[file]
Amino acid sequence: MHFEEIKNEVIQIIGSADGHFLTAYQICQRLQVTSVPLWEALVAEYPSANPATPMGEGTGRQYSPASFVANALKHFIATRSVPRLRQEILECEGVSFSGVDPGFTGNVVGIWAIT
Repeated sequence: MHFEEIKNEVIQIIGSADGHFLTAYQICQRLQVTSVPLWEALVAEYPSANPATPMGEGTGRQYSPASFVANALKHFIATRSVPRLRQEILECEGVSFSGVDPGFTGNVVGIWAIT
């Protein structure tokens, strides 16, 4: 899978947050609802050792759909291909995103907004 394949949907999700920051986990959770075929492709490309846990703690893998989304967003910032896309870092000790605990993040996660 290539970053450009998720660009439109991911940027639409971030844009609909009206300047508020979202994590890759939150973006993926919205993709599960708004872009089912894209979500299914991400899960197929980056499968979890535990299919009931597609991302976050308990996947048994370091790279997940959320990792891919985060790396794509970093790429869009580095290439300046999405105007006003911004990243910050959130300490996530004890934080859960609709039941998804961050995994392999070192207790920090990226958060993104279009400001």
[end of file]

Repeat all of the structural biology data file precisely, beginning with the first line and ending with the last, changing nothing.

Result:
Amino acid sequence: MHFEEIKNEVIQIIGSADGHFLTAYQICQRLQVTSVPLWEALVAEYPSANPATPMGEGTGRQYSPASFVANALKHFIATRSVPRLRQEILECEGVSFSGVDPGFTGNVVGIWAIT
Repeated sequence: MHFEEIKNEVIQIIGSADGHFLTAYQICQRLQVTSVPLWEALVAEYPSANPATPMGEGTGRQYSPASFVANALKHFIATRSVPRLRQEILECEGVSFSGVDPGFTGNVVGIWAIT
């Protein structure tokens, strides 16, 4: 899978947050609802050792759909291909995103907004 394949949907999700920051986990959770075929492709490309846990703690893998989304967003910032896309870092000790605990993040996660 290539970053450009998720660009439109991911940027639409971030844009609909009206300047508020979202994590890759939150973006993926919205993709599960708004872009089912894209979500299914991400899960197929980056499968979890535990299919009931597609991302976050308990996947048994370091790279997940959320990792891919985060790396794509970093790429869009580095290439300046999405105007006003911004990243910050959130300490996530004890934080859960609709039941998804961050995994392999070192207790920090990226958060993104279009400001």